Facebook Marketing Fails

3 Facebook Marketing Techniques to Put in Your Trash Can

Facebook Marketing Fails

So you’re on Facebook. And you’d like to promote your blog, products, whatever.

But if you annoy your Facebook friends or fans, what are the chances for your marketing to succeed?

Close to zero. Unless you target some noobs, rednecks or spammers who might even copy your annoying “awesome” techniques.

While almost everyone would agree that it’s bad to annoy the prospects, the real problem for some marketers is identifying – in practice – what techniques might annoy their friends.

The difficulty comes from from the fact that some annoying methods have a certain degree of effectiveness. The same like the email spam. That’s why they may be perceived as good techniques.

On top of that, let’s face it, Facebook allows and sometimes even encourages its users to be jerks. While it’s none of my business how Facebook runs its platform, my piece of advice is not to hurt your Facebook marketing by applying some techniques allowed by Facebook but annoying to anyone who has a brain installed 😛

Now let’s practice…

1. Adding Friends to Your Facebook Group

So you’ve started a Facebook group. What would you do next? You have three choices:

a) You promote your group

On your timeline, on your blog, in your emails, etc.

That’s perfectly fine. If I see your promotional post and I’m interested in that topic, maybe I’ll join your group. If I don’t see it, the problem is yours not mine. You shouldn’t try to solve it by wasting my time …

b) You invite me to join your group

You’re on the edge. I’m not a fan of this method because it’s based on an assumption. The assumption that I might be interested in joining your group. I don’t like it very much when people make assumptions regarding my person and then take an action that affects me in a way or another. But I’m not saying that this method is a bad one, so let’s move on.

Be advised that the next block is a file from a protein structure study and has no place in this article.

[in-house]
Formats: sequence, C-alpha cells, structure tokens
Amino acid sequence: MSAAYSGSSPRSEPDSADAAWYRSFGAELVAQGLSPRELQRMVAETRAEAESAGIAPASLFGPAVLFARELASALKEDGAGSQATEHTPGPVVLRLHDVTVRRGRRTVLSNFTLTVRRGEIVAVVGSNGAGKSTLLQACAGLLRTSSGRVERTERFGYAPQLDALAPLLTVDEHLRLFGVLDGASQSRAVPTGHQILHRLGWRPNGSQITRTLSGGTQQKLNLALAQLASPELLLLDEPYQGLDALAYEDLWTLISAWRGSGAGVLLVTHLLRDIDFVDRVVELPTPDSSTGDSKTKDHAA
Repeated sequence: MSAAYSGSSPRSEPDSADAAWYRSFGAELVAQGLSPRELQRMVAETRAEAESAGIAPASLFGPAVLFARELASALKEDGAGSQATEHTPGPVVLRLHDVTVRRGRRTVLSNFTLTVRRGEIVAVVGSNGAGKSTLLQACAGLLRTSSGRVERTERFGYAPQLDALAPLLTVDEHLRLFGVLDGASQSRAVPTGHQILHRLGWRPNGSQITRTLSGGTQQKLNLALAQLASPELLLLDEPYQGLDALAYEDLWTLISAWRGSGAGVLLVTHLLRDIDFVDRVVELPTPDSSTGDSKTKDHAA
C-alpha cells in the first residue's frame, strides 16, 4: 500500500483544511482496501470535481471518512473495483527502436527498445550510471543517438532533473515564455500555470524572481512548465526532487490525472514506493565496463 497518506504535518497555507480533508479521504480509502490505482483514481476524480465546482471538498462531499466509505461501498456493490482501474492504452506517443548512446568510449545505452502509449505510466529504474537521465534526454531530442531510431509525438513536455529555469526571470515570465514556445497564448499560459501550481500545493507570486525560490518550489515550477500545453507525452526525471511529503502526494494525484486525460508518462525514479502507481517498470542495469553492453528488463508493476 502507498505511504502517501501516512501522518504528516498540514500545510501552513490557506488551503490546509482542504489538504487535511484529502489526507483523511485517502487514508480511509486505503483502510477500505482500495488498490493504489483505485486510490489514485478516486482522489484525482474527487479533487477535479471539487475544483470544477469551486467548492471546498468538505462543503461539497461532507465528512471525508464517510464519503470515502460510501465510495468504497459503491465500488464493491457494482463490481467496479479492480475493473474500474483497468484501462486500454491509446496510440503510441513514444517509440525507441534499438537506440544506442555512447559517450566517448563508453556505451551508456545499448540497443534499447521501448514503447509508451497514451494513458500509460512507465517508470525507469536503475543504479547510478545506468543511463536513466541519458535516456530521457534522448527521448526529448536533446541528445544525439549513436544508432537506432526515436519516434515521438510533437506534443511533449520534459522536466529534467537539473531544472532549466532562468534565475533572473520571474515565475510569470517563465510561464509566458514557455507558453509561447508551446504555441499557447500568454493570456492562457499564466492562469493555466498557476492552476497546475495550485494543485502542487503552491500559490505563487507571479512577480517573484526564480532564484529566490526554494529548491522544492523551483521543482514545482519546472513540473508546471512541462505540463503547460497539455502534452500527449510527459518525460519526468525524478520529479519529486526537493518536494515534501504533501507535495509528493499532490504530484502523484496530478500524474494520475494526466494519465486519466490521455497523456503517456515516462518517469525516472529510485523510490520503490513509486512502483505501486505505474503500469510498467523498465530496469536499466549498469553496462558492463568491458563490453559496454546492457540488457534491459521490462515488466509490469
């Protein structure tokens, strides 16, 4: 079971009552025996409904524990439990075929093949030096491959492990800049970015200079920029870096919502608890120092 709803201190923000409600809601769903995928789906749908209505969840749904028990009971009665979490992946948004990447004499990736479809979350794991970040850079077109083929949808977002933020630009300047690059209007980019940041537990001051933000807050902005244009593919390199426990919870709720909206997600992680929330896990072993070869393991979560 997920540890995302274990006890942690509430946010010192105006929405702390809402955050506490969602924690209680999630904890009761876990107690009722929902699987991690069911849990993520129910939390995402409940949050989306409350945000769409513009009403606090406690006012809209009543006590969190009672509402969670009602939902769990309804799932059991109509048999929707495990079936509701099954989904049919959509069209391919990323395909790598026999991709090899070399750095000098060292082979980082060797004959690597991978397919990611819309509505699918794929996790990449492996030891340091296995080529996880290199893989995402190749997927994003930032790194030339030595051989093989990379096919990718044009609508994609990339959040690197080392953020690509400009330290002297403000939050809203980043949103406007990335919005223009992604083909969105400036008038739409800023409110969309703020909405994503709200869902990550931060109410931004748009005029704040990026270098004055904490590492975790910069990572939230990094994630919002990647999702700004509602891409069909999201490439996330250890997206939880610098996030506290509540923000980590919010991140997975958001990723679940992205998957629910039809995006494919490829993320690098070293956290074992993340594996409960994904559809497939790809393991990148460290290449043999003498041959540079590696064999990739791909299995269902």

c) You add me to your group

Added to a Facebook Group Notification

In the first two cases (a & b), the decision whether I join your group or not is mine. That’s OK.

In the last case (c), you have taken a decision on my behalf. Excuse me? Who do you think you are?

It’s true that I can leave your group at any time. But that will waste my time. For no reason. What if I add your email address to my mailing list without your approval? You’ll be free to unsubscribe. Would you like it?

2. Inviting Your Friends to Like a Facebook Page

Don’t tell me that you’ve never been invited to like a Page you had no interest in. It was annoying, wasn’t it?

Example of invitation to like a Facebook Page

Result for the sender? One friend annoyed. Worse than zero!

What if the sender of the invitation is more than a Facebook friend? It may happen that you Like the Page, even if you have no interest in that Page. Admit it!

Result for the sender? One like. A poisonous gift though…

How valuable is that like? Don’t tell me that you’ll keep reading and liking posts you have no interest in. You’ll ignore the posts, won’t you? The more likes like yours, the worse the engagement. Then Facebook’s algo does its job and fewer and fewer fans see the posts.

Updated result? Even worse than one friend annoyed.

Now think about YOUR Page. You don’t wanna annoy your friends, do you? You don’t wanna get forced likes that eventually lower the engagement and ruin your marketing, do you? You don’t wanna have one of the many Pages that have thousands of likes but zero engagement on their posts.

The solution? Don’t exchange Page likes and don’t invite your friends to like your Page. Get natural likes from people who really like your Page.

Reshare the posts from your Page on your profile and on Facebook groups. If your friends (or friends of your friends, or even strangers) like these posts, they may decide to get more from you and consequently they will like your Page. That’s the natural flow. In the long term it’s way more useful to your business.

3. Tagging People For No Reason

If you share an article and you tag the author in that post, that’s great. There are many other situations when tagging someone in a post or photo is OK.

But when you do it for no other reason than trying to get the attention, that’s annoying. And spam.

Don’t hide yourself under lame explanations such as, “Since you liked my previous article, I assumed that you’ll like this one too” or “Since you’re a marketer, I assumed that you might be interested in reading this marketing article.”

In addition to the fact that the person tagged is notified, every time when someone comments on that post, a new notification is sent: